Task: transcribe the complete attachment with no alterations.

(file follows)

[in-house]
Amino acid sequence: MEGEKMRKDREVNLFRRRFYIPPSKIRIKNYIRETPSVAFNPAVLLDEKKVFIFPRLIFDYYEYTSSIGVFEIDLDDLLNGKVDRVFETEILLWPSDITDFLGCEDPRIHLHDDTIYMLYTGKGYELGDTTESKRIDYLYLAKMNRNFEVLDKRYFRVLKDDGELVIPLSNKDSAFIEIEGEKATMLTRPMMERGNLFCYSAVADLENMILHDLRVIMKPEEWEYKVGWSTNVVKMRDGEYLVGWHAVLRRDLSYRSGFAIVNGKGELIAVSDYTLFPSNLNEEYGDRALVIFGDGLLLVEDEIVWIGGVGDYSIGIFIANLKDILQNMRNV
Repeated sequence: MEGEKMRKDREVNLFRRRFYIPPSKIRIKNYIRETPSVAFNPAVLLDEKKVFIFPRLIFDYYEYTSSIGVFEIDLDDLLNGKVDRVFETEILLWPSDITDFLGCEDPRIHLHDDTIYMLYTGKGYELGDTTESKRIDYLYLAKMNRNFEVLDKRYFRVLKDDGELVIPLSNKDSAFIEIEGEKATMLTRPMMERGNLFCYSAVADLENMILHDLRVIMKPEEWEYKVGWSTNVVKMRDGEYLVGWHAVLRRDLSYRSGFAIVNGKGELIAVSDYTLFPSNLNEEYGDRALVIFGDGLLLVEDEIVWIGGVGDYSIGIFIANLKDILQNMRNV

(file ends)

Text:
[in-house]
Amino acid sequence: MEGEKMRKDREVNLFRRRFYIPPSKIRIKNYIRETPSVAFNPAVLLDEKKVFIFPRLIFDYYEYTSSIGVFEIDLDDLLNGKVDRVFETEILLWPSDITDFLGCEDPRIHLHDDTIYMLYTGKGYELGDTTESKRIDYLYLAKMNRNFEVLDKRYFRVLKDDGELVIPLSNKDSAFIEIEGEKATMLTRPMMERGNLFCYSAVADLENMILHDLRVIMKPEEWEYKVGWSTNVVKMRDGEYLVGWHAVLRRDLSYRSGFAIVNGKGELIAVSDYTLFPSNLNEEYGDRALVIFGDGLLLVEDEIVWIGGVGDYSIGIFIANLKDILQNMRNV
Repeated sequence: MEGEKMRKDREVNLFRRRFYIPPSKIRIKNYIRETPSVAFNPAVLLDEKKVFIFPRLIFDYYEYTSSIGVFEIDLDDLLNGKVDRVFETEILLWPSDITDFLGCEDPRIHLHDDTIYMLYTGKGYELGDTTESKRIDYLYLAKMNRNFEVLDKRYFRVLKDDGELVIPLSNKDSAFIEIEGEKATMLTRPMMERGNLFCYSAVADLENMILHDLRVIMKPEEWEYKVGWSTNVVKMRDGEYLVGWHAVLRRDLSYRSGFAIVNGKGELIAVSDYTLFPSNLNEEYGDRALVIFGDGLLLVEDEIVWIGGVGDYSIGIFIANLKDILQNMRNV